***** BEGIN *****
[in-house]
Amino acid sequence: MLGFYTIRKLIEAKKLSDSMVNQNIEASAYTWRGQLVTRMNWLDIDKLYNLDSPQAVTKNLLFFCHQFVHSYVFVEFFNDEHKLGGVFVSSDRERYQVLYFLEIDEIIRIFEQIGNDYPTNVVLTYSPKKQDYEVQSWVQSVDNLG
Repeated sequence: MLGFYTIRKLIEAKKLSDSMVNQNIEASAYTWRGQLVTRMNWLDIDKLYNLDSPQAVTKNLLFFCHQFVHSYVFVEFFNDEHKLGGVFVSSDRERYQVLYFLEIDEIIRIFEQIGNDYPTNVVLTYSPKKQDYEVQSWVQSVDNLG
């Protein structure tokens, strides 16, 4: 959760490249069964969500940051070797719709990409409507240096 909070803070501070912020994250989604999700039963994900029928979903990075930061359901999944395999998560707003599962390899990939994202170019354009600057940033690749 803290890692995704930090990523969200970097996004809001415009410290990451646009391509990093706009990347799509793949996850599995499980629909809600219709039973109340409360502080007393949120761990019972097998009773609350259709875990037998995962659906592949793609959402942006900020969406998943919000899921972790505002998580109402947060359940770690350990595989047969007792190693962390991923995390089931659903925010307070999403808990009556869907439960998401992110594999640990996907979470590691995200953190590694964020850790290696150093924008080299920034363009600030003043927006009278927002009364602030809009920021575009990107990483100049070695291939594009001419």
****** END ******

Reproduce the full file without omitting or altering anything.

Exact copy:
[in-house]
Amino acid sequence: MLGFYTIRKLIEAKKLSDSMVNQNIEASAYTWRGQLVTRMNWLDIDKLYNLDSPQAVTKNLLFFCHQFVHSYVFVEFFNDEHKLGGVFVSSDRERYQVLYFLEIDEIIRIFEQIGNDYPTNVVLTYSPKKQDYEVQSWVQSVDNLG
Repeated sequence: MLGFYTIRKLIEAKKLSDSMVNQNIEASAYTWRGQLVTRMNWLDIDKLYNLDSPQAVTKNLLFFCHQFVHSYVFVEFFNDEHKLGGVFVSSDRERYQVLYFLEIDEIIRIFEQIGNDYPTNVVLTYSPKKQDYEVQSWVQSVDNLG
């Protein structure tokens, strides 16, 4: 959760490249069964969500940051070797719709990409409507240096 909070803070501070912020994250989604999700039963994900029928979903990075930061359901999944395999998560707003599962390899990939994202170019354009600057940033690749 803290890692995704930090990523969200970097996004809001415009410290990451646009391509990093706009990347799509793949996850599995499980629909809600219709039973109340409360502080007393949120761990019972097998009773609350259709875990037998995962659906592949793609959402942006900020969406998943919000899921972790505002998580109402947060359940770690350990595989047969007792190693962390991923995390089931659903925010307070999403808990009556869907439960998401992110594999640990996907979470590691995200953190590694964020850790290696150093924008080299920034363009600030003043927006009278927002009364602030809009920021575009990107990483100049070695291939594009001419």